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About The courier. (Lincoln, Neb.) 1894-1903 | View Entire Issue (June 7, 1902)
fyow Criminals Scheme
to Escape Detection
Hunted criminals, to avoid detection,
depend upon eternal vigilance and
And many officers of the law believe
that luck forms their main reliance.
Every offender really expects to be
caught sometimes, but fixes the date
in the far distant future, just as the
average mortal anticipates death with
out actually trying to forecast the .
Most offenders make an effort to get
away from the scene of their crimes if
they are in any way practiced In law-
breaking. Burglars, thieves and rob
bers, as well as predatory murderers,
are a wandering set, plying their
trades in divers cities and sundry com
munities. These commit some illegal
act and flee.
Swindlers, bank wreckers and
murderers, men with a grievance, are
usually the ones that carefully plot
their crime. So they scheme to re
main near the scene of the outrage and
still be undetected by the officers of
It is the clan of fleeing criminals that
calls for the knowledge of the law
breaker in hiding. The pursuer must
know the habits of the game or else
he will beliked" at every turn.
A disguise is generally the first thing
which the offender procures. A dif
ferent suit of clothes, either long- or
extremely short hair, a different gait,
sometimes scars are made with a razor
all these are but commonplace plots
of the denizens of the underworld. The
criminals who have prices on their de
voted heads are doubly wary. They
never travel as hoboes, but obtain
money by fair means or foul and travel
in first class style.
In going from place to place some
few methods of trying to block pursuit
are in 'vogue; but nearly all of them
are defective and unreliable. For the
most part Che hunted one depends on
Doubling back on the trail is one
way. The criminal carefully notes all
the people behind him, quickens his
pace, drops into a store or alley, tacks
back to his first position, and, getting
some point of vantage, watches for any
persons who may seem to be bewil
dered or puzzled by the tactics. Of
course if he finds a person coming in
his rear whose appearance tallies with
an individual first noted he is "on."
After that it is a game of hide and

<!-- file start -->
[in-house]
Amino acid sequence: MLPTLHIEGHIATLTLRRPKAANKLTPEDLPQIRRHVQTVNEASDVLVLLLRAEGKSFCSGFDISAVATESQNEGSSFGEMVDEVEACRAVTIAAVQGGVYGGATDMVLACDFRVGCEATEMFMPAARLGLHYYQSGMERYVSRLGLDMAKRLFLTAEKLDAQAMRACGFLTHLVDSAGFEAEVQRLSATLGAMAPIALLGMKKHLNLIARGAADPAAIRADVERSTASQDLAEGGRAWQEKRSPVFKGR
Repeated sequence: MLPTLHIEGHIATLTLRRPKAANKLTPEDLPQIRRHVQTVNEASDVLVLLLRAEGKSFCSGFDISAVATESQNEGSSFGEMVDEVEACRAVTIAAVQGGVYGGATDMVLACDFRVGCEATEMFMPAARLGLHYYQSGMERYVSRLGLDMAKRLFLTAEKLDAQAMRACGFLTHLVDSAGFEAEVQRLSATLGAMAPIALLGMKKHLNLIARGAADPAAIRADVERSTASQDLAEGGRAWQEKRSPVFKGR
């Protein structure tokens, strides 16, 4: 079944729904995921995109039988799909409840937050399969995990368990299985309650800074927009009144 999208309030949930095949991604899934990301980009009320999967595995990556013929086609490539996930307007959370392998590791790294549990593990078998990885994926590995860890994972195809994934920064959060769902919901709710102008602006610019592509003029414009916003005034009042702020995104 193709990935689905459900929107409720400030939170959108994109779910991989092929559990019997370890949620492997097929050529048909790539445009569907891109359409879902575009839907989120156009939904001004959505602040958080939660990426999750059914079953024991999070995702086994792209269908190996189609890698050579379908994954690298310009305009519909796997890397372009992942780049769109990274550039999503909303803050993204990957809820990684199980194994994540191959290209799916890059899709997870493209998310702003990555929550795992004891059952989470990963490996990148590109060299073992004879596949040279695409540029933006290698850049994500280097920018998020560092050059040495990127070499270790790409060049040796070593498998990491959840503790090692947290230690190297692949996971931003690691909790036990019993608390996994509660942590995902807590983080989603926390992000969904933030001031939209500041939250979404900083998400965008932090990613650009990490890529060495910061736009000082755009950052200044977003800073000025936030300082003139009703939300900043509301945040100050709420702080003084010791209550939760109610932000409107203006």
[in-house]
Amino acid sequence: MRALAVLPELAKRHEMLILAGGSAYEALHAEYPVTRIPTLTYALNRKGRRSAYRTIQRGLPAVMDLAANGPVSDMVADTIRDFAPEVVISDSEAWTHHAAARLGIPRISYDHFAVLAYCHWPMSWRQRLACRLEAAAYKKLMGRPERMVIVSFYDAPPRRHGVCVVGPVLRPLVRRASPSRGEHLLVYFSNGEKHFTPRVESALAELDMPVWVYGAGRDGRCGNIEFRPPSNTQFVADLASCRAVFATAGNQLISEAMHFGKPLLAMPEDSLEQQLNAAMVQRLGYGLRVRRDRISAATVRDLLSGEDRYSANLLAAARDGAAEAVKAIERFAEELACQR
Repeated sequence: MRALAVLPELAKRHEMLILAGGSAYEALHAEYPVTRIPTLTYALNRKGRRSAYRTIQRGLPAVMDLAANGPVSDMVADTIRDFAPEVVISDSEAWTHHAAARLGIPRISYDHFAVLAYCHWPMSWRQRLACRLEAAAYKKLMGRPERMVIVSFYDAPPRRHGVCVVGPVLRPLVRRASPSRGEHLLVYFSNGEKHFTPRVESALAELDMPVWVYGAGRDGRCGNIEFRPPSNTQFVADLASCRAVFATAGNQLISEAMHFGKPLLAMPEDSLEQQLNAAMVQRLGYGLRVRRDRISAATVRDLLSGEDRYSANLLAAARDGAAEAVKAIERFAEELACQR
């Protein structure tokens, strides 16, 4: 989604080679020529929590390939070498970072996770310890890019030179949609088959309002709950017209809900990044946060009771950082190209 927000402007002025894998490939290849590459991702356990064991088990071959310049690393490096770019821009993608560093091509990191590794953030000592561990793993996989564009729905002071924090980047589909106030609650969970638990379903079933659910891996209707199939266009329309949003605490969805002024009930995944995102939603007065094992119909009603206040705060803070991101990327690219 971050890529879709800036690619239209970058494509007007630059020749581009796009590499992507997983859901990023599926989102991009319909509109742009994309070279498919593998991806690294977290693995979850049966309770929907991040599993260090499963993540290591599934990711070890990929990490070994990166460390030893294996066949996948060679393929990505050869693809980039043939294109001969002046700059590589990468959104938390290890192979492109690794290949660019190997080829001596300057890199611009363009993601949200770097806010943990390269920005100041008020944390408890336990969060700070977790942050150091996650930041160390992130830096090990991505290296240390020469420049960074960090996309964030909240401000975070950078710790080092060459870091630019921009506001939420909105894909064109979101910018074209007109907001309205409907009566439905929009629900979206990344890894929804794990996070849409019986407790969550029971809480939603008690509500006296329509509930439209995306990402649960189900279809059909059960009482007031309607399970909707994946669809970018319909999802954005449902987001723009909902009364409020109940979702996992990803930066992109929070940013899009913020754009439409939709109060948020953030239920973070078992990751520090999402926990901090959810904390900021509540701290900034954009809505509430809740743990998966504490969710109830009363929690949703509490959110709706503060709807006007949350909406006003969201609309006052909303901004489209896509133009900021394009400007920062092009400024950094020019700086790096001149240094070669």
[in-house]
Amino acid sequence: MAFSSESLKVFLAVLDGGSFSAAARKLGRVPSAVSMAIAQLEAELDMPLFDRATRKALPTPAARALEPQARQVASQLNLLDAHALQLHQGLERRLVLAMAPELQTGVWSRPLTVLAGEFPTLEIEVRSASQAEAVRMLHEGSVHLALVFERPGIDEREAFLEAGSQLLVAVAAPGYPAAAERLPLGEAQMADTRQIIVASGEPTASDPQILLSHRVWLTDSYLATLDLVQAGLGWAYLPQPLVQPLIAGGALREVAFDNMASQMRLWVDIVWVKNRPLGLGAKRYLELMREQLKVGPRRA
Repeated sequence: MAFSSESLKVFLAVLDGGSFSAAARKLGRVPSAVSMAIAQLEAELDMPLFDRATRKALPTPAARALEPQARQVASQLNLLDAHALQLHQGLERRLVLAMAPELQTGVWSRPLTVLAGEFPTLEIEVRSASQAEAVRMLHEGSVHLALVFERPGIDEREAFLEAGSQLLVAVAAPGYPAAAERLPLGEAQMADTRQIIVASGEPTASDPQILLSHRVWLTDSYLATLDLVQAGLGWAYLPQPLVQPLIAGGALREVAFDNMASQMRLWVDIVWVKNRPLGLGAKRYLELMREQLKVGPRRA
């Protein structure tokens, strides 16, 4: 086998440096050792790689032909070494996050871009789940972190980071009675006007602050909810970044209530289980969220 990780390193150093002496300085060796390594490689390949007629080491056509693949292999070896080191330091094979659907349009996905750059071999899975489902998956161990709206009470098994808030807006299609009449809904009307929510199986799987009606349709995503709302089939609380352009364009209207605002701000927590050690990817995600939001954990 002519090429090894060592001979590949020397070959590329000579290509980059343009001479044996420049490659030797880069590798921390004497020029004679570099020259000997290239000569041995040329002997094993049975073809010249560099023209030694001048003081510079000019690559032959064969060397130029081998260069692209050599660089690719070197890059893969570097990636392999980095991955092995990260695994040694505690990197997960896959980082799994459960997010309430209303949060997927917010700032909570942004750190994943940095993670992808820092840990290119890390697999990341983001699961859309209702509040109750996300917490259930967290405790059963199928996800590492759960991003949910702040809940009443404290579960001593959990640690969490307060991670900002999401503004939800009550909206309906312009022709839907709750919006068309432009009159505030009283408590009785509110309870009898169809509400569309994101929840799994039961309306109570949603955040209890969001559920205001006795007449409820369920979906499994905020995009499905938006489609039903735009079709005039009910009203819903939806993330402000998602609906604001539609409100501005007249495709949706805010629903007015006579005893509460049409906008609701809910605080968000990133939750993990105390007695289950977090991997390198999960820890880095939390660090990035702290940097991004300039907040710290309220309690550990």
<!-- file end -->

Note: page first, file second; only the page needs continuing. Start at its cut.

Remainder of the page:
Usually the criminal attempts to re
member the executive officers of the
law. He keeps his eyes and ears open
and watches for familiar faces. In the
meantime he depends upon his guiding
star to steer him clear of unwelcome
Nights afford opportunities for go
ing abroad and then the hunted ones
venture out for air and society. For
even the hardened criminal must
"mix," thus proving that man, in the
lower states, is still a gregarious ani
mal. Pals and associates in each city fur
nish the fugitives aid and comfort.
They also do their best to ward off
local police interference. If the bur
glar or murderer Is wounded, a physi
cian listed among the "safe" is called
and the hurts are dressed. Under such
conditions the malefactor leads a tol
erably safe and comfortable existence.
A brace of sheriffs or policemen usu
ally work In pairs In making a capture
on the streets. They generally open
out as if they were going to pass the
hunted man, one on each side. Simul
taneously they grab their man. Then
they lead him ofT, avoiding large
crowds and thronged street corners,
ever ready to shoot should the occa
At the best the condition of the hunt
ed one is unenviable. Constant appre
hension, seclusion, loss of liberty
these are some of the penalties of be
longing to the underworld and being
ONLY A REHEARSAL.
She You wouldn't mind saying this
over again tomorrow, would you,
dearie? I am a member of the M. P.
D. C. club.
"Why, what does that mean?"
"Moonlight proposals don't count."
THE SCHEME FOR HER.
"Laugh and the world laughs with
That'll do for the man to say,
But women must weep
If she wishes to keep
On having her own sweet way.
S. E. KIser.
Bobby You know them preserves
out in th pantry wot you told me not
Bobby You know you said they'd
make me sick if I et 'em, didn't you?
Bobby Well, they didn't. Ohio State
Woman Of course, being a man, you
can't tell me how she was dressed!
Man I know her gown never cost
less than $500, and her husband's In
come, to my knowledge, is not more
than $1,500 a year.
Die. MEN J. F. MAILKY SANATORIUM CO.
Mrs. Lakefront Hattle is in great
Mrs. Wabash What is the matter?
Mrs. Lakefront She is afraid she
will not get her divorce In time to be
a June bride Town Topics.
Sauso Blghead Is getting old. Isn't
Itodd I am afraid he Is. I notice he
is now expecting of his children the
things he used to be ambitious to do
LINCOLN'S" PROGRESSIVE STORE 4&
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